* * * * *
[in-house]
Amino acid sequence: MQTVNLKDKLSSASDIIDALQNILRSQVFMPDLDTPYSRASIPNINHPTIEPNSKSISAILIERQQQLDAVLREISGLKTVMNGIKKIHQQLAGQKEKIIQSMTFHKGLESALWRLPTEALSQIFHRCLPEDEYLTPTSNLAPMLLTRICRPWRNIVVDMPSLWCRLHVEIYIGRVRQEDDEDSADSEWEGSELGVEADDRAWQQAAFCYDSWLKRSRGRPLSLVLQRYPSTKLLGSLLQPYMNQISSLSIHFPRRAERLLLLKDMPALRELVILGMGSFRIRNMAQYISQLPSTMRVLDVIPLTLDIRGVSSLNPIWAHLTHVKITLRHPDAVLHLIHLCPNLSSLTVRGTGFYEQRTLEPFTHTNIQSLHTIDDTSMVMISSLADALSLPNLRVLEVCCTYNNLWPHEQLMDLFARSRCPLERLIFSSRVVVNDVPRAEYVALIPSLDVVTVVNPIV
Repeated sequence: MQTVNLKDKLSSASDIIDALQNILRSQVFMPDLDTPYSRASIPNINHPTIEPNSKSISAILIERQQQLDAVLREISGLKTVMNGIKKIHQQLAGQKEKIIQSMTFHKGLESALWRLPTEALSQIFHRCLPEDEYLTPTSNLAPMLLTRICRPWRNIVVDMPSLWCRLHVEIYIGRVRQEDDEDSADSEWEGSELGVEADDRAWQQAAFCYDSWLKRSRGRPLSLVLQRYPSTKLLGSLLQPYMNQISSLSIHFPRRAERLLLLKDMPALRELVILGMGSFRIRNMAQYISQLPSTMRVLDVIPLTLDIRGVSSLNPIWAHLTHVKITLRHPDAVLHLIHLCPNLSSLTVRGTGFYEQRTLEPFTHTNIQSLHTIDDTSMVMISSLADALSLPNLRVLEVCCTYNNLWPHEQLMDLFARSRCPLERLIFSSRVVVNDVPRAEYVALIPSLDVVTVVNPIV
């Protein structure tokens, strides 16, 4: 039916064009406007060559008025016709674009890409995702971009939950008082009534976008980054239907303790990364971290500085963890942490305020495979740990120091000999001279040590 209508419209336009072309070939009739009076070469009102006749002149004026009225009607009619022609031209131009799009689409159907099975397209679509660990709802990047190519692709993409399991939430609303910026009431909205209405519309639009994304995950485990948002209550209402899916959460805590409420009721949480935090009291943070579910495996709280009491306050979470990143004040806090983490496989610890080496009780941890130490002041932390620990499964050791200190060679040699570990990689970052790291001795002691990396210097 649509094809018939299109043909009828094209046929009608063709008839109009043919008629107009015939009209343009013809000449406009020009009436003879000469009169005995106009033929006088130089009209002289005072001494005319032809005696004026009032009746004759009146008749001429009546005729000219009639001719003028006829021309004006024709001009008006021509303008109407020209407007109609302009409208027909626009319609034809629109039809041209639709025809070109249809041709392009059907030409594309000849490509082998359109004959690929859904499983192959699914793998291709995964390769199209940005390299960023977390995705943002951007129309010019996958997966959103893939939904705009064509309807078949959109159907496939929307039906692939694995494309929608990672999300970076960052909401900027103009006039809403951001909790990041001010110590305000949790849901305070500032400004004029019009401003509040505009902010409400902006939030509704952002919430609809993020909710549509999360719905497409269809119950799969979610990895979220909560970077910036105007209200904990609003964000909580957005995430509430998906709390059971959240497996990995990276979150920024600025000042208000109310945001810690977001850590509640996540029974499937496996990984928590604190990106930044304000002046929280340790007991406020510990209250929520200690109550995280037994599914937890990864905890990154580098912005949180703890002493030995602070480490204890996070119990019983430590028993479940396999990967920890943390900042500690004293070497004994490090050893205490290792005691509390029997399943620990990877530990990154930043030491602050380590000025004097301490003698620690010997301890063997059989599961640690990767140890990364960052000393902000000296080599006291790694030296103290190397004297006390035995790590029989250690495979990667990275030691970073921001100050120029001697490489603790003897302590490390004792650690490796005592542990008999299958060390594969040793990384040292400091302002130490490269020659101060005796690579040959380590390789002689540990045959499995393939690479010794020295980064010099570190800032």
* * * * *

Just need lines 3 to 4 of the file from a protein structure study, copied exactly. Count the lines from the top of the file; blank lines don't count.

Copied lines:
Repeated sequence: MQTVNLKDKLSSASDIIDALQNILRSQVFMPDLDTPYSRASIPNINHPTIEPNSKSISAILIERQQQLDAVLREISGLKTVMNGIKKIHQQLAGQKEKIIQSMTFHKGLESALWRLPTEALSQIFHRCLPEDEYLTPTSNLAPMLLTRICRPWRNIVVDMPSLWCRLHVEIYIGRVRQEDDEDSADSEWEGSELGVEADDRAWQQAAFCYDSWLKRSRGRPLSLVLQRYPSTKLLGSLLQPYMNQISSLSIHFPRRAERLLLLKDMPALRELVILGMGSFRIRNMAQYISQLPSTMRVLDVIPLTLDIRGVSSLNPIWAHLTHVKITLRHPDAVLHLIHLCPNLSSLTVRGTGFYEQRTLEPFTHTNIQSLHTIDDTSMVMISSLADALSLPNLRVLEVCCTYNNLWPHEQLMDLFARSRCPLERLIFSSRVVVNDVPRAEYVALIPSLDVVTVVNPIV
């Protein structure tokens, strides 16, 4: 039916064009406007060559008025016709674009890409995702971009939950008082009534976008980054239907303790990364971290500085963890942490305020495979740990120091000999001279040590 209508419209336009072309070939009739009076070469009102006749002149004026009225009607009619022609031209131009799009689409159907099975397209679509660990709802990047190519692709993409399991939430609303910026009431909205209405519309639009994304995950485990948002209550209402899916959460805590409420009721949480935090009291943070579910495996709280009491306050979470990143004040806090983490496989610890080496009780941890130490002041932390620990499964050791200190060679040699570990990689970052790291001795002691990396210097 649509094809018939299109043909009828094209046929009608063709008839109009043919008629107009015939009209343009013809000449406009020009009436003879000469009169005995106009033929006088130089009209002289005072001494005319032809005696004026009032009746004759009146008749001429009546005729000219009639001719003028006829021309004006024709001009008006021509303008109407020209407007109609302009409208027909626009319609034809629109039809041209639709025809070109249809041709392009059907030409594309000849490509082998359109004959690929859904499983192959699914793998291709995964390769199209940005390299960023977390995705943002951007129309010019996958997966959103893939939904705009064509309807078949959109159907496939929307039906692939694995494309929608990672999300970076960052909401900027103009006039809403951001909790990041001010110590305000949790849901305070500032400004004029019009401003509040505009902010409400902006939030509704952002919430609809993020909710549509999360719905497409269809119950799969979610990895979220909560970077910036105007209200904990609003964000909580957005995430509430998906709390059971959240497996990995990276979150920024600025000042208000109310945001810690977001850590509640996540029974499937496996990984928590604190990106930044304000002046929280340790007991406020510990209250929520200690109550995280037994599914937890990864905890990154580098912005949180703890002493030995602070480490204890996070119990019983430590028993479940396999990967920890943390900042500690004293070497004994490090050893205490290792005691509390029997399943620990990877530990990154930043030491602050380590000025004097301490003698620690010997301890063997059989599961640690990767140890990364960052000393902000000296080599006291790694030296103290190397004297006390035995790590029989250690495979990667990275030691970073921001100050120029001697490489603790003897302590490390004792650690490796005592542990008999299958060390594969040793990384040292400091302002130490490269020659101060005796690579040959380590390789002689540990045959499995393939690479010794020295980064010099570190800032």